Exercise has a positive impact on sleep quality. It can help regulate circadian rhythms and promote deeper, more restful sleep. By incorporating regular physical activity into their routines, menopausal women can improve the duration and quality of their sleep, leading to better overall well-being.

  • Balance & Confidence:

Menopausal women may also face challenges related to balance and body confidence. Changes in bone density and muscle mass, coupled with hormonal shifts, can affect posture and balance.

Exercise, particularly strength training and balance exercises, can mitigate these concerns. It enhances muscle strength, bone density, and overall physical stability. As a result, women feel more confident in their bodies and less prone to falls and injuries.

  • Stress Reduction:

Stress is a common companion during menopause, as women juggle hormonal changes, work, family responsibilities, and various other life demands. Chronic stress can lead to a range of health issues, both physical and emotional.

Exercise serves as a potent stress-reduction tool. It prompts the release of neurotransmitters like serotonin and norepinephrine, which help regulate mood. Additionally, it reduces the production of stress hormones like cortisol. Pilates emphasises mindful movement and controlled breathing, making it an excellent stress-reduction technique. The slow, deliberate pace of Pilates sessions encourages mindfulness, providing a respite from the hustle and bustle of daily life. This meditative aspect of Pilates contributes to stress reduction, improving mental clarity and overall well-being.

As you get older, your metabolism tends to slow down – one reason for this is age-related muscle loss (muscle atrophy), due to the body becoming more resistant to normal growth signals. Muscle burns more calories than fat, so when you don’t preserve muscle, you’re more likely to put on weight – which can lead to forms of arthritis, among other health conditions. However, you can help avoid this through physical activity. Says Adam Byrne, Regional Clinical Fitness Lead, in an article for Nuffield Health.

Designing a Menopause-Friendly Pilates Routine

Creating a Pilates routine that caters to menopausal needs is essential for reaping the full benefits of this exercise method. However, it's crucial to prioritise safety and consult with a healthcare professional before beginning any new exercise regimen, especially if there's a risk of osteoporosis.

Here's a sample routine to get you started:

1. Imprint & Release / Pelvic Tilts:
  • Lie on your back with your knees bent and feet flat on the floor.

  • Inhale and engage your pelvic floor muscles.

  • Exhale and engage your transverse abdomins (TA) muscle which wraps around the abdomen like a corset and then gently draw belly button towards spine to engage the obliques and encourage your lower back to lengthen towards the mat.

  • Inhale to return to the neutral position.

  • Perform 5-10 reps.

2. Leg Circles:
  • Lie on your back with your legs extended.

  • Engage your core and lift one leg toward the ceiling.

  • Inhale as you circle the lifted leg outward.

  • Exhale as you complete the circle.

  • Perform 5 circles in each direction for each leg.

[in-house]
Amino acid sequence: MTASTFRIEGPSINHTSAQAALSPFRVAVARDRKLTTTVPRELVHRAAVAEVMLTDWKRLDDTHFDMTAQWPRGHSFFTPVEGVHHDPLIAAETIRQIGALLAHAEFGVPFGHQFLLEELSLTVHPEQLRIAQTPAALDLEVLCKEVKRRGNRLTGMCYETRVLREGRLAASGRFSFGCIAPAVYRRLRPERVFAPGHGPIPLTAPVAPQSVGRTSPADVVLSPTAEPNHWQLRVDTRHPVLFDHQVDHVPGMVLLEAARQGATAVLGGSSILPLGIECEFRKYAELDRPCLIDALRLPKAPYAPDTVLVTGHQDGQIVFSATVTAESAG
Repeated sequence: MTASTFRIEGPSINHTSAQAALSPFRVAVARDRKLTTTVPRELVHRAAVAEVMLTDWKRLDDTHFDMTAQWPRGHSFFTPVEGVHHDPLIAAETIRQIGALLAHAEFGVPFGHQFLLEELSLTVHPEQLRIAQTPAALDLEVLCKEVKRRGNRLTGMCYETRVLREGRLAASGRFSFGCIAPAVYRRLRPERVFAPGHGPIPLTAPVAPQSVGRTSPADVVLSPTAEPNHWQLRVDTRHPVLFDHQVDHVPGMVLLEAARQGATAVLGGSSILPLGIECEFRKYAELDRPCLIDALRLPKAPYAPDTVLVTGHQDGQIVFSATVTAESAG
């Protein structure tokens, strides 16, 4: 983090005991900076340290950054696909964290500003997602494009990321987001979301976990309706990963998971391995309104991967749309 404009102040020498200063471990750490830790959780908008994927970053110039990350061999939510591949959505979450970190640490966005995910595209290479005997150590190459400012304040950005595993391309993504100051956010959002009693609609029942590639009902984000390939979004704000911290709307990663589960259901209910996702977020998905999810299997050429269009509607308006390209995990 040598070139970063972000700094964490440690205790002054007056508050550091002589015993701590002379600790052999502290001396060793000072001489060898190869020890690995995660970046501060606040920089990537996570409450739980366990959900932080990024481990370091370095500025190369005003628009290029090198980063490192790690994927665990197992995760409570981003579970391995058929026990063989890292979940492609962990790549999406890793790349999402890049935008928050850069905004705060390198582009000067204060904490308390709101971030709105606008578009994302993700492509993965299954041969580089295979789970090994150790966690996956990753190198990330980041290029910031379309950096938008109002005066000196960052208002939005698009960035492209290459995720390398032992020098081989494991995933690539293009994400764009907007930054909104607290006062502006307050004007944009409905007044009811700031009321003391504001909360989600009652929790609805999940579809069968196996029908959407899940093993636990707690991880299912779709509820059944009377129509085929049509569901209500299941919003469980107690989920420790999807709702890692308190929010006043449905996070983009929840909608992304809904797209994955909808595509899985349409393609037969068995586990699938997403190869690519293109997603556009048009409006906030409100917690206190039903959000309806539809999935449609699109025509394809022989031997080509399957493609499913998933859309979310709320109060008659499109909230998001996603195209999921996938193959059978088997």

3. Shoulder Bridge Prep / Glute Bridge:
  • Lie on your back with your knees bent, feet hip-width apart.

  • Inhale, engage your core, and lift your hips off the ground.

  • Exhale as you roll back down, one vertebra at a time.

  • Perform 10 reps.

4. Cat Stretch:
  • Start on your hands and knees in a tabletop position.

  • Inhale to prepare and engage the core.

  • Exhale, to begin to tuck tailbone under, rolling the spine one vertebra at a time into a flexed arch position.

  • Inhale to hold the pose.

  • Exhale to lift from the tailbone and sequentially articulate the spine to return to a neutral spinal position.

  • Flow through these poses for 1 minute.

5. Pilates Roll-Up:
  • Lying on your back with your legs extended and together, feet flexed.

  • Inhale and extend your arms overhead.

  • Exhale, engage your core, and sequentially roll up, reaching for your toes.

  • Inhale to hold and reach an exhale to reverse the movement, rolling back down with control.

  • Perform 10 reps.

6. Spine Stretch Forward:
  • Sit with your legs extended, feet flexed, and slightly apart.

  • Inhale and lengthen your spine.

  • Exhale, engage your core, and roll the spine one vertebra at a time to reach forward.

  • Inhale to return to the starting position.

  • Perform 8 reps.

7. Side-Lying Leg Lifts:
  • Lie on your side with your legs extended.

  • Inhale and engage your core.

  • Exhale and lift your top leg as high as comfortably possible.

  • Inhale to lower the leg.

  • Perform 10 reps on each side.

8. Shell Stretch:
  • Start in a kneeling position with your big toes touching.

  • Sit back on your heels and extend your arms forward.

  • Relax in this stretch for 2 minutes.

Remember to consult with a qualified Pilates instructor or healthcare professional before beginning any new exercise program, especially during menopause or if you have any underlying health concerns. They can help tailor a routine that suits your individual needs and ensures safety.

“Only a relatively short period (8 weeks) of Pilates exercise can effectively decrease menopausal symptoms.”

Menopause is a transformative phase in a woman's life, but it doesn't have to be synonymous with discomfort and distress. With the power of Pilates, you can navigate this life stage with greater ease, both physically and emotionally. Regular Pilates practice can help manage menopause symptoms, boost your mood, and enhance overall well-being, empowering you to embrace this new chapter in your life with confidence and vitality.